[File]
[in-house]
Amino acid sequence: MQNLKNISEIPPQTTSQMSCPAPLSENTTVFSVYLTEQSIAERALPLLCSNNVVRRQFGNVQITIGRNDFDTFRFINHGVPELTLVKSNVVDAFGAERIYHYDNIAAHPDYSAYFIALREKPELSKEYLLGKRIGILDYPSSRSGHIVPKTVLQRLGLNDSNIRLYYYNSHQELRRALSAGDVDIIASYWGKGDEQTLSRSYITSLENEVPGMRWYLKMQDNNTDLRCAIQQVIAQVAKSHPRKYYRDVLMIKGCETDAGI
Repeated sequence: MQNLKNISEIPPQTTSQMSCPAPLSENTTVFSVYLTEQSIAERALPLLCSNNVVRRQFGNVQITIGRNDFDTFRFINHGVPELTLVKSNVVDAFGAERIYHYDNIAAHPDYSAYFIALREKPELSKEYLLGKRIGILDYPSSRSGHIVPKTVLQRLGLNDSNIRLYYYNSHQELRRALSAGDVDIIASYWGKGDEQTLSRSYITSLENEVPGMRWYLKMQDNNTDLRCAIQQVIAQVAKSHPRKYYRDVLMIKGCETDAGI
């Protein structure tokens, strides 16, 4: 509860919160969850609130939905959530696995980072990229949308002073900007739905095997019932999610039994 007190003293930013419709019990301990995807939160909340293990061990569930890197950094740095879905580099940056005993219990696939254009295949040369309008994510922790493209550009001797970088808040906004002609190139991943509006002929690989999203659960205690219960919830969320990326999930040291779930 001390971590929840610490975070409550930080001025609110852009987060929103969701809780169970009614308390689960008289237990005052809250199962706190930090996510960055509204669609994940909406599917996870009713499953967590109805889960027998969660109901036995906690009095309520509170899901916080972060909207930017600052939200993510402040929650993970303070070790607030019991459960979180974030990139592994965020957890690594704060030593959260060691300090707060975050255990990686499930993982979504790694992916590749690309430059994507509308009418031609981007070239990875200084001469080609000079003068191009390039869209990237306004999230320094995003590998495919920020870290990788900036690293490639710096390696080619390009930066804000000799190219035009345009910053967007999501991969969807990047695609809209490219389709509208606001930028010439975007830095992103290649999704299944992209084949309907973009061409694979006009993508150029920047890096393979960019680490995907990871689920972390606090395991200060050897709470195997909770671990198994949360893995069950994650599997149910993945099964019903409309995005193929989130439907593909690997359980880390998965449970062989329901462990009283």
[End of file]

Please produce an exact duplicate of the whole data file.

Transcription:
[in-house]
Amino acid sequence: MQNLKNISEIPPQTTSQMSCPAPLSENTTVFSVYLTEQSIAERALPLLCSNNVVRRQFGNVQITIGRNDFDTFRFINHGVPELTLVKSNVVDAFGAERIYHYDNIAAHPDYSAYFIALREKPELSKEYLLGKRIGILDYPSSRSGHIVPKTVLQRLGLNDSNIRLYYYNSHQELRRALSAGDVDIIASYWGKGDEQTLSRSYITSLENEVPGMRWYLKMQDNNTDLRCAIQQVIAQVAKSHPRKYYRDVLMIKGCETDAGI
Repeated sequence: MQNLKNISEIPPQTTSQMSCPAPLSENTTVFSVYLTEQSIAERALPLLCSNNVVRRQFGNVQITIGRNDFDTFRFINHGVPELTLVKSNVVDAFGAERIYHYDNIAAHPDYSAYFIALREKPELSKEYLLGKRIGILDYPSSRSGHIVPKTVLQRLGLNDSNIRLYYYNSHQELRRALSAGDVDIIASYWGKGDEQTLSRSYITSLENEVPGMRWYLKMQDNNTDLRCAIQQVIAQVAKSHPRKYYRDVLMIKGCETDAGI
């Protein structure tokens, strides 16, 4: 509860919160969850609130939905959530696995980072990229949308002073900007739905095997019932999610039994 007190003293930013419709019990301990995807939160909340293990061990569930890197950094740095879905580099940056005993219990696939254009295949040369309008994510922790493209550009001797970088808040906004002609190139991943509006002929690989999203659960205690219960919830969320990326999930040291779930 001390971590929840610490975070409550930080001025609110852009987060929103969701809780169970009614308390689960008289237990005052809250199962706190930090996510960055509204669609994940909406599917996870009713499953967590109805889960027998969660109901036995906690009095309520509170899901916080972060909207930017600052939200993510402040929650993970303070070790607030019991459960979180974030990139592994965020957890690594704060030593959260060691300090707060975050255990990686499930993982979504790694992916590749690309430059994507509308009418031609981007070239990875200084001469080609000079003068191009390039869209990237306004999230320094995003590998495919920020870290990788900036690293490639710096390696080619390009930066804000000799190219035009345009910053967007999501991969969807990047695609809209490219389709509208606001930028010439975007830095992103290649999704299944992209084949309907973009061409694979006009993508150029920047890096393979960019680490995907990871689920972390606090395991200060050897709470195997909770671990198994949360893995069950994650599997149910993945099964019903409309995005193929989130439907593909690997359980880390998965449970062989329901462990009283």